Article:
Keep your eyes open. Here is a list of things to check before you sign up:

Are you dealing with a sales company or solar company?

After the government announced that there would be solar rebates, the industry was flooded with cowboys and lone riders looking to make a quick buck.

So it’s worth asking yourself: are you dealing with a company that is focused solely on taking your money and leaving the rest to outsourced installers?

Make sure that your chosen installer is a solar company before all else. That means working with people who understand solar, but more importantly, who understand the Australian homeowner.

How to Choose a Solar Installer

Are the products cheap or safe? Getting a deal on average products with limited longevity might save you money now, but will cost you in the long run. Remember: buy cheap, buy twice.

Are there any hidden costs in your contract? Some companies might cut corners to offer you a cheap, easy-to-sell system. Know exactly what you’re paying for.

Who is going to install your system? Using subcontracted labour instead of having their own crew is dangerous, as the result can be unpredictable and the quality impossible to guarantee.

All installers should be properly trained, have years of experience and be accredited by the

If you’re lucky, your roof will have a 22-23 degree sloped northeast or west facing roof. If you’re even luckier, you’ll have colorbond, to avoid cracked tiles.

Fortunately, if your home wasn’t built from the ground up to house the perfect solar system. Your installer can use tilted racking to provide a better angle.

Make sure your home’s roof meets Australian standards:

Water Leaks

On average, about 50 percent of installs require tile grinding. It is critical when installing on a tile roof to safeguard against potential water leaks into the roof.

Tip: Make sure your installer will do everything that’s needed to prevent tiles from cracking or leaking in the future.

Cable Fixings

Australian standards require that no cables be hanging under the solar panels and be in contact with the roof.

Tip: Make sure your installer uses a combination of stainless steel cable clips to fix all cabling to the panels and rails and understands the necessity of a neat and tidy install.

Roof Penetrations

Australian standards require the use of a Dektite (or similar) to seal cable entry points.

Tip: Make sure your installer uses full-sized genuine flashings to ensure a guaranteed watertight cable entry.

Rooftop Isolator Protection

To meet Australian standards, solar systems must include isolators on the roof, at the inverter, and on the switchboard. If your installer fails to install high-quality isolators, they may deteriorate in the sun and cause a system failure.

Tip: Make sure your installer fits your system with all the appropriate components, to prevent system failure.

Final Touch-ups

An unlevelled solar array on the roof looks terrible. The installer should take the measurements between the roof and the rail at either end then make adjustments to counter any bows in the roof. Most roofs have a bow!

Tip: Make sure your solar looks awesome!

How Many Panels Do You Need?

Solar Paneles Installation Process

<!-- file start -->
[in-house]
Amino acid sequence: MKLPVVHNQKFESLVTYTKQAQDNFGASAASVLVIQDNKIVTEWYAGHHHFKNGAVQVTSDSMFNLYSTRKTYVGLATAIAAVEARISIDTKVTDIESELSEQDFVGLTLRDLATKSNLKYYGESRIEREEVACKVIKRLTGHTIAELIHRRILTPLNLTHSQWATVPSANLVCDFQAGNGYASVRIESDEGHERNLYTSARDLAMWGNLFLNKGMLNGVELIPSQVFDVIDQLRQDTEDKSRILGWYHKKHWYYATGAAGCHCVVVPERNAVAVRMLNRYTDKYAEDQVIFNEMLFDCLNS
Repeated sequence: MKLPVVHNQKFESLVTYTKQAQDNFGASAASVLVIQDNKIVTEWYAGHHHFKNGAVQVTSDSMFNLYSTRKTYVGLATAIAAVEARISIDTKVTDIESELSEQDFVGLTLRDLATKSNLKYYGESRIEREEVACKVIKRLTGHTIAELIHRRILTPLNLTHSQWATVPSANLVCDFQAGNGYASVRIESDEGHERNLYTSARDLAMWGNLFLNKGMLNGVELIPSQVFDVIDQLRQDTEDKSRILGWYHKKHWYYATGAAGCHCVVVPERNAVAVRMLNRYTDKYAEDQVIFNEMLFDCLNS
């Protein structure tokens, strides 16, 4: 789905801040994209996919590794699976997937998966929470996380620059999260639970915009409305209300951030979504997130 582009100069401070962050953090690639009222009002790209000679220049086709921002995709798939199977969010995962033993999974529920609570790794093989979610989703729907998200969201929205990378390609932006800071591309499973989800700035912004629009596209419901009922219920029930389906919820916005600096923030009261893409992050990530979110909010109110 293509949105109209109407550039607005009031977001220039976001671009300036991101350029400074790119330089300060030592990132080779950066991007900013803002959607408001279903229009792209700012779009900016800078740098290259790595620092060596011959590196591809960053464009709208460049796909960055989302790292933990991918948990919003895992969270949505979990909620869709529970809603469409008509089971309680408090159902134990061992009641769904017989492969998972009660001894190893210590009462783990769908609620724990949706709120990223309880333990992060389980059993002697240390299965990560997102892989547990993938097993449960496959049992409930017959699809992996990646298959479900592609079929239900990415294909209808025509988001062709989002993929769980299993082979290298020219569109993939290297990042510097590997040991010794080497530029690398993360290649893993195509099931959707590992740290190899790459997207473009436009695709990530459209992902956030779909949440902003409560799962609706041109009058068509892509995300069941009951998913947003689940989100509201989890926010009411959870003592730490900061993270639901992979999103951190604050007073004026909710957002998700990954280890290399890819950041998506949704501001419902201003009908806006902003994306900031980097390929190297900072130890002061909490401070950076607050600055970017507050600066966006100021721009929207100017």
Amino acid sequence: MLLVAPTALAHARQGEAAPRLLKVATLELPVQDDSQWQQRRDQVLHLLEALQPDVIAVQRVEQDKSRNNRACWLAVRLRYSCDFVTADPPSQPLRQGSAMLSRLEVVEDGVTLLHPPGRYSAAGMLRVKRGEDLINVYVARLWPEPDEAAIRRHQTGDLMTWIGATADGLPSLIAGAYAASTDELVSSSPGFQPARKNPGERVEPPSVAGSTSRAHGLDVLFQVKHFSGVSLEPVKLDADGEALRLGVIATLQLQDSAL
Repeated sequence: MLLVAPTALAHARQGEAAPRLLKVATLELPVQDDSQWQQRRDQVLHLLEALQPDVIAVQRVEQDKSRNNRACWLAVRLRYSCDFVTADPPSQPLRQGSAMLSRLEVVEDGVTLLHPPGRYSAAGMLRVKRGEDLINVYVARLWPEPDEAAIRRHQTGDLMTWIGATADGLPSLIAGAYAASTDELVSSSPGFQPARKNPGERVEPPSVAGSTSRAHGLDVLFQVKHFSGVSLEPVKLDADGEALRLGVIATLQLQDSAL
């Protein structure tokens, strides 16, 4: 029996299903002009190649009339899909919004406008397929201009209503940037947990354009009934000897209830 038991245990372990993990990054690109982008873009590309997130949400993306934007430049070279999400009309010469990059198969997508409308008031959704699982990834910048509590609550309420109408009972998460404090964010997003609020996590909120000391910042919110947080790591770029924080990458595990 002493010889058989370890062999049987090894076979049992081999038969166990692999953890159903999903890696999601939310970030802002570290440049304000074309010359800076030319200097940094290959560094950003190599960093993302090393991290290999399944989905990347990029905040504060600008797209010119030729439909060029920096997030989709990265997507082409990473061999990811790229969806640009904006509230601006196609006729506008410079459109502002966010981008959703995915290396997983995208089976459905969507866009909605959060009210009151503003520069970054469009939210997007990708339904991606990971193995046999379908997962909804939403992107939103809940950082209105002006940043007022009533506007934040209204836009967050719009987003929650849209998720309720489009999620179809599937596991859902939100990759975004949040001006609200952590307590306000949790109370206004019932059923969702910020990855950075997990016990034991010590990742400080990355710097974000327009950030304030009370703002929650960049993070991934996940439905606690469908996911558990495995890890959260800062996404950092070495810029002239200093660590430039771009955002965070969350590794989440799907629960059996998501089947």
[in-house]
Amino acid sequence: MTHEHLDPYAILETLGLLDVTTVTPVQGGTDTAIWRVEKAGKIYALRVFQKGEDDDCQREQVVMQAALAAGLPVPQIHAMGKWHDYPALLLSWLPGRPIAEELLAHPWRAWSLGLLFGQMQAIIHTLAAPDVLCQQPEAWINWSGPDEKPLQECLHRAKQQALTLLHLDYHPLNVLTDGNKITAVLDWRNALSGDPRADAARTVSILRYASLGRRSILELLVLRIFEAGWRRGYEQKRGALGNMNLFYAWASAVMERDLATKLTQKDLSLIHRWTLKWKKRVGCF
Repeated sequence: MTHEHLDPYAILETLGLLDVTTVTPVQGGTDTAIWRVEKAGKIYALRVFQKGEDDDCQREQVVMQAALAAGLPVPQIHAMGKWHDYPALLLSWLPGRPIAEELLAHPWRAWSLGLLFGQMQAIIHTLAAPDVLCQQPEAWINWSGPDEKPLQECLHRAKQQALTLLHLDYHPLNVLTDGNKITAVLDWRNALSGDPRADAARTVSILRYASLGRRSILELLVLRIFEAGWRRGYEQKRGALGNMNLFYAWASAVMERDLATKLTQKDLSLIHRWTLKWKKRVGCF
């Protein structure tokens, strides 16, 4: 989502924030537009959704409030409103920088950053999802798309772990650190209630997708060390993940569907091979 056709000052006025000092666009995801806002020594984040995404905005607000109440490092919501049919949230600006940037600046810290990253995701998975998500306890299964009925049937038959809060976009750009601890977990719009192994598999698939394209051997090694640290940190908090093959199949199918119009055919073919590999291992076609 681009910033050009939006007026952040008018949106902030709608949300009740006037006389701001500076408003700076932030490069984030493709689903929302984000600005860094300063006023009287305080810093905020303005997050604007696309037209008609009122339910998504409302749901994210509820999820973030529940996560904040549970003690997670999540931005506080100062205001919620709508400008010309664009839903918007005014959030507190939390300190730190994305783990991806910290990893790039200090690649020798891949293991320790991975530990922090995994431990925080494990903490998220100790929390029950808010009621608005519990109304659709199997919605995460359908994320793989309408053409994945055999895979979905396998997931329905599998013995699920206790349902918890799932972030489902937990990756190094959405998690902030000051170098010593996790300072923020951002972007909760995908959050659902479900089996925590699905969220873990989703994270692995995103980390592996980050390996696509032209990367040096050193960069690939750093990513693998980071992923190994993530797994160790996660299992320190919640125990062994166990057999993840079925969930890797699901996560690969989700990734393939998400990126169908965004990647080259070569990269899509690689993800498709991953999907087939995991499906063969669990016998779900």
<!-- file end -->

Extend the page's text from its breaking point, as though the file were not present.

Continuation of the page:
The size of your solar system will depend entirely on how much energy you use on a daily basis.

The best way to get an idea of just how much power you produce is to look at your power bill. You will find when your house is most power-hungry, and how much energy you’re using during those times.

To roughly calculate what size system you will need, and, ultimately, how many panels to have installed, simply divide your quarterly bill by 100 to find the kW size of your future system.

For example:

Your Solar System = $650/100
Your Solar System = 6.5kW

To determine the number of panels you’ll need, divide the total size of the system by the panel’s output or wattage.

Most Tier 1 panels fall within the range of 270-310 watt panels.

If you were to use a 285W panel, your system would need 23 panels in total to produce 6.5kW for every sun hour.

Analysing your power bill is the best way to understand how big your system will need to be to cover the cost of your bill. It will also give you an understanding of how much you might end up spending.


How Much Does a Solar System Cost?

When talking price, every homeowner wants the same thing: a dollar figure.

Unfortunately, an exact price is difficult to determine, as every property is unique.

It’s always best to talk to your local solar company or installer first, and request an inspection before getting a price.

However, the CEC (Clean Energy Council) has given homeowners Solar Savings Calculator.

On the other hand, if you’d like to find out how much you might save check out our Solar Savings Calculator.

What Are STCs and How Do Rebates Work?

STCs stand for Small Scale Technology Certificates. STCs are awarded by the government for reducing CO2 emissions.

For the Australian homeowner, it’s an opportunity to get an upfront discount on the system and installation.

Simply put, larger corporations purchase your STCs to help contribute to a smaller national carbon footprint.

To keep up to date on the latest STC price,

If you want to see how much solar or battery storage could save you over the next 5 years, then take our solar saving calculator quiz below!

Or talk to an Instyle Solar expert about the best solutions for home energy storage or PV-panels.

Otherwise, head back to the solar blog to find even more great educational content.

Photo credit: Depositphotos